Lego cuts ties with Shell after Greenpeace campaign

Greenpeace placed  mini activist Lego figures at a Shell gas station in Legoland in Billund, Denmark with banners reading "Save the Arctic Stop Shell". The action was part of a global campaign to pressure Lego to sever its business partnership with Shell. (Uffe Weng / Greenpeace)
Greenpeace placed mini activist Lego figures at a Shell gas station in Legoland in Billund, Denmark with banners reading “Save the Arctic Stop Shell”. The action was part of a global campaign to pressure Lego to sever its business partnership with Shell. (Uffe Weng / Greenpeace)
Danish toy-maker Lego announced on Wednesday it was cutting ties with Royal Dutch Shell after an extended campaign by the environmental group Greenpeace.

“The Greenpeace campaign uses the Lego brand to target Shell,” said Jørgen Vig Knudstorp, the President and Chief Executive Officer of the LEGO Group, in a news release.  “As we have stated before, we firmly believe Greenpeace ought to have a direct conversation with Shell.The Lego brand, and everyone who enjoys creative play, should never have become part of Greenpeace’s dispute with Shell.”

While Lego will honour its remaining contract with Shell, it will not renew the partnership once the contract has ended.

“We do not agree with the tactics used by Greenpeace that may have created misunderstandings among our stakeholders about the way we operate; and we want to ensure that our attention is not diverted from our commitment to delivering creative and inspiring play experiences,” Knudstorp said.

‘A major blow to Shell’

Greenpeace has long campaigned against Shell’s drilling activities in the Arctic, concerned with how a potential oil spill could impact nature and wildlife in the area.

Lego’s partnership with Shell  involved Shell-branded toy kits along with promotional items at gas stations.

Over the last three months, a campaign against the partnership was launched by Greenpeace. A video posted on YouTube by Greenpeace, depicting an Arctic landscape built out of Lego being drowned by an oil spill, garnered almost 6 million views.

On Thursday, Greenpeace praised Lego’s decision.

“This is a major blow to Shell,” said Alex Speers-Roesch, an Arctic campaign spokesperson at Greenpeace Canada,  in a news release.  “It desperately needs partners like LEGO to help give it the appearance of respectability and repair the major brand damage it suffered after its last Arctic misadventure.

“Lego’s withdrawal from a 50 year relationship with Shell clearly shows that strategy will not work,” he said.

Shell  has onshore and offshore experience in several northern regions including Canada, Alaska, Norway and Russia.

Drilling activities in Arctic Alaska have been troubled in recent years: 2012 was marked by mechanical issues and weather challenges including the grounding of the Kulluk drill ship. Shell’s oil exploration  in Alaska’s Arctic was called off for the 2014 drilling season.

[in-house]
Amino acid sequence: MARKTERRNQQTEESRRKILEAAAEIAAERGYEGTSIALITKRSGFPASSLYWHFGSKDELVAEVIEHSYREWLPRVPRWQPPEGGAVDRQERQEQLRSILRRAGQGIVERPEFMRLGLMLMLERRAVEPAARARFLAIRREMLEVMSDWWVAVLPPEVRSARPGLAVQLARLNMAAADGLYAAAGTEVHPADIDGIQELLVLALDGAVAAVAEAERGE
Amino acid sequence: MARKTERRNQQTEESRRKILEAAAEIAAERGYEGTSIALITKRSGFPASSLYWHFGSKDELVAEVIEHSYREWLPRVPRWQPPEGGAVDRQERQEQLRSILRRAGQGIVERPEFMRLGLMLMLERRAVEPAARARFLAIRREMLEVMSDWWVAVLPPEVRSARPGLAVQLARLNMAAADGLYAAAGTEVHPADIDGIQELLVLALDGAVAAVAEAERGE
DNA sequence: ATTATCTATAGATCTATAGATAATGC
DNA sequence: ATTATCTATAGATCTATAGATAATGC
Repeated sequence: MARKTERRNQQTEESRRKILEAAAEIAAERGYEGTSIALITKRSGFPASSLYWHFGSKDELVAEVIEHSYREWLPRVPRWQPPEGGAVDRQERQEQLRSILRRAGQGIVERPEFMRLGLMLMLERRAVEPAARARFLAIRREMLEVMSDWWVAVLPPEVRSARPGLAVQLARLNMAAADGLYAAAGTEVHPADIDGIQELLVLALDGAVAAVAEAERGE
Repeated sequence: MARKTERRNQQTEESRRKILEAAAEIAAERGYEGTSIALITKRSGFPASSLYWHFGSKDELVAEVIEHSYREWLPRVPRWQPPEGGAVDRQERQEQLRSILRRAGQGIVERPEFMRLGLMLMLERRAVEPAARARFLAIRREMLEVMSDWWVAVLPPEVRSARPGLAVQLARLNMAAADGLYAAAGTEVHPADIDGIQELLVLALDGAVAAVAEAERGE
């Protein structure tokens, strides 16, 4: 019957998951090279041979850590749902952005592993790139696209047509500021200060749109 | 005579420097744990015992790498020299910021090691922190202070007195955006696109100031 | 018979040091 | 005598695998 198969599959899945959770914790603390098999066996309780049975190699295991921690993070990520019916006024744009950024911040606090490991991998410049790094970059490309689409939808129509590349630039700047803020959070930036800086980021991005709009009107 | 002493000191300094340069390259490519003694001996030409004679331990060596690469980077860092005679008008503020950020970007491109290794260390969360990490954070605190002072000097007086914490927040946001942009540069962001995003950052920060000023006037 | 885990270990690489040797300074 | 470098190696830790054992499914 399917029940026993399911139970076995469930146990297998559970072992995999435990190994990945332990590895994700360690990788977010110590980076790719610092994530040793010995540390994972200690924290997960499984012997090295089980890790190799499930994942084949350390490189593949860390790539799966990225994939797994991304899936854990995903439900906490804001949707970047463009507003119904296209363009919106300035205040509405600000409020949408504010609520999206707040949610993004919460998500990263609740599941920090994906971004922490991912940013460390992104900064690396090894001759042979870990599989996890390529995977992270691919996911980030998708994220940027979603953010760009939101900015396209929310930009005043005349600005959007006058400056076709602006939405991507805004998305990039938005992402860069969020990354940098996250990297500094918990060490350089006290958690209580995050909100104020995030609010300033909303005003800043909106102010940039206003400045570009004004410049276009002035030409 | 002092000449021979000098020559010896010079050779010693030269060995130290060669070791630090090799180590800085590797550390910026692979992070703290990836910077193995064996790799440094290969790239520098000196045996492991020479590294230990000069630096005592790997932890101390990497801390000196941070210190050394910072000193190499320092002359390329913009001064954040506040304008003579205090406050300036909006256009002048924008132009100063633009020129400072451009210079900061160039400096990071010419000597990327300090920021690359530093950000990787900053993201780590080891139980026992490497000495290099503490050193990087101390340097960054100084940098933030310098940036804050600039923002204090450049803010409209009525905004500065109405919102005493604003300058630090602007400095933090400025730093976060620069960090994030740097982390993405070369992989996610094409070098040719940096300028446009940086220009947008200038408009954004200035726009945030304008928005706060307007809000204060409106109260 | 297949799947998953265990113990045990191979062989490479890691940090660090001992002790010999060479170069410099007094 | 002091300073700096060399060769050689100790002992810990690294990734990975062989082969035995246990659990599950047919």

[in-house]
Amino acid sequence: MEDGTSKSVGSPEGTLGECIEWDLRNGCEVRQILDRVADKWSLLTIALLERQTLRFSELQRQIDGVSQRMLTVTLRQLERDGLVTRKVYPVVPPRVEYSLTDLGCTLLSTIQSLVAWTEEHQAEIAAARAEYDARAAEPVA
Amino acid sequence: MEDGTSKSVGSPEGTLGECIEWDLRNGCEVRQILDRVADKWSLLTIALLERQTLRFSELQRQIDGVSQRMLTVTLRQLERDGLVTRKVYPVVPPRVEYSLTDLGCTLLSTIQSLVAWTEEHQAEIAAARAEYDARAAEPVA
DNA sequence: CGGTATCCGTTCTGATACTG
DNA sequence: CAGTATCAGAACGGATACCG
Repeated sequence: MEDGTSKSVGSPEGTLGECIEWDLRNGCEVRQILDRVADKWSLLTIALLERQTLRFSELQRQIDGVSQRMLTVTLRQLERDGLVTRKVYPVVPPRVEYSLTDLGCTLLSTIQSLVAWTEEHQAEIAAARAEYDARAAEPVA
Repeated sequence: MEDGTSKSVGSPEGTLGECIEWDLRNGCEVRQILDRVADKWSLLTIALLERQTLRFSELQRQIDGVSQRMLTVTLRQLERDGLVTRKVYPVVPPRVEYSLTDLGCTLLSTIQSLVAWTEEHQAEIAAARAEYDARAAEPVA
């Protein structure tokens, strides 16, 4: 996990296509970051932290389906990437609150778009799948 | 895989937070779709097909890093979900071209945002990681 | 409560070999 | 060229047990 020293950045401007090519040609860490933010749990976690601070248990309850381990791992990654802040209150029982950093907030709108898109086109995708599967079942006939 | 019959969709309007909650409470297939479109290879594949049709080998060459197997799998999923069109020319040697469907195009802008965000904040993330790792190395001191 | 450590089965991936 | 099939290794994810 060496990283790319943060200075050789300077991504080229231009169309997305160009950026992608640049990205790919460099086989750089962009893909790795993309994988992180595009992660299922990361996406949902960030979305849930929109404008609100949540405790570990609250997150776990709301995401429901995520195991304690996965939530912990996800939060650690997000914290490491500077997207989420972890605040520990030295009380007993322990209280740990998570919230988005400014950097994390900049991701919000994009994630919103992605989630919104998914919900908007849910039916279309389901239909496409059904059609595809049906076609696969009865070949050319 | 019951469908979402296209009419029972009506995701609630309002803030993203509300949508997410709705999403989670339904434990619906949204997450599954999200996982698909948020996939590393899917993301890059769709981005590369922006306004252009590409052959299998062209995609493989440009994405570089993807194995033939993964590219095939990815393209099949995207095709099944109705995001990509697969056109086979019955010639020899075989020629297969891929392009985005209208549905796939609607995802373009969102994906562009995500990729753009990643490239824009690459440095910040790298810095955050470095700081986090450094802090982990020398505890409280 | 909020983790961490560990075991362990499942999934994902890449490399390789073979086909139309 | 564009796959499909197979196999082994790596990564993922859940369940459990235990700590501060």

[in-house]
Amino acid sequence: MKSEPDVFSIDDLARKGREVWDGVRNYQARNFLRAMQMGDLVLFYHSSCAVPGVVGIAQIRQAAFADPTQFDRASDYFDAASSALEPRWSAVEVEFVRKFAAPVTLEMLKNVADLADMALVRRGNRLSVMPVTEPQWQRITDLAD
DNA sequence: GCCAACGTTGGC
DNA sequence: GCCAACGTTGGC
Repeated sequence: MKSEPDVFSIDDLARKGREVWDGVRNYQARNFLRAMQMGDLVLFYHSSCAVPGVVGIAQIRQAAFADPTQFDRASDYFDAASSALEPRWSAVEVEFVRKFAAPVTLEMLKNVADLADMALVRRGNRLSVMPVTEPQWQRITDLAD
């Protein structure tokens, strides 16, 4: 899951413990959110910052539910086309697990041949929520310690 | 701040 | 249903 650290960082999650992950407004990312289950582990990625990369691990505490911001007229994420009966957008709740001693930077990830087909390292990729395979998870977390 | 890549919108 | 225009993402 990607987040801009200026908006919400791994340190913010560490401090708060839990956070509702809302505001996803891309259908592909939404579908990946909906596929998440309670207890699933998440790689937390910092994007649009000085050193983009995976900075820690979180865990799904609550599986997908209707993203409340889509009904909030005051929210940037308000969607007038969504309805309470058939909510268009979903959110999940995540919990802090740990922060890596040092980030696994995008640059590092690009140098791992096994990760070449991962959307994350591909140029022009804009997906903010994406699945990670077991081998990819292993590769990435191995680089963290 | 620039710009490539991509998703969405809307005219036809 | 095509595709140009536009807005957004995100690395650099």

Related stories from around the North:

Canada: Canada ponders exceptions to relief well rule for Arctic oil drilling, Alaska Dispatch

Norway: No Norwegian services to Russian Arctic offshore oil, Barents Observer

Russia: Disappointing result in Rosneft’s first Norwegian well, Barents Observer

United States: Shell’s new Chukchi plan: Two rigs drilling wells at the same time, Alaska Dispatch

Eilís Quinn, Eye on the Arctic

Eilís Quinn is an award-winning journalist and manages Radio Canada International’s Eye on the Arctic news cooperation project. Eilís has reported from the Arctic regions of all eight circumpolar countries and has produced numerous documentary and multimedia series about climate change and the issues facing Indigenous peoples in the North.

Her investigative report "Death in the Arctic: A community grieves, a father fights for change," about the murder of Robert Adams, a 19-year-old Inuk man from Arctic Quebec, received the silver medal for “Best Investigative Article or Series” at the 2019 Canadian Online Publishing Awards. The project also received an honourable mention for excellence in reporting on trauma at the 2019 Dart Awards in New York City.

Her report “The Arctic Railway: Building a future or destroying a culture?” on the impact a multi-billion euro infrastructure project would have on Indigenous communities in Arctic Europe was a finalist at the 2019 Canadian Association of Journalists award in the online investigative category.

Her multimedia project on the health challenges in the Canadian Arctic, "Bridging the Divide," was a finalist at the 2012 Webby Awards.

Her work on climate change in the Arctic has also been featured on the TV science program Découverte, as well as Le Téléjournal, the French-Language CBC’s flagship news cast.

Eilís has worked for media organizations in Canada and the United States and as a TV host for the Discovery/BBC Worldwide series "Best in China."

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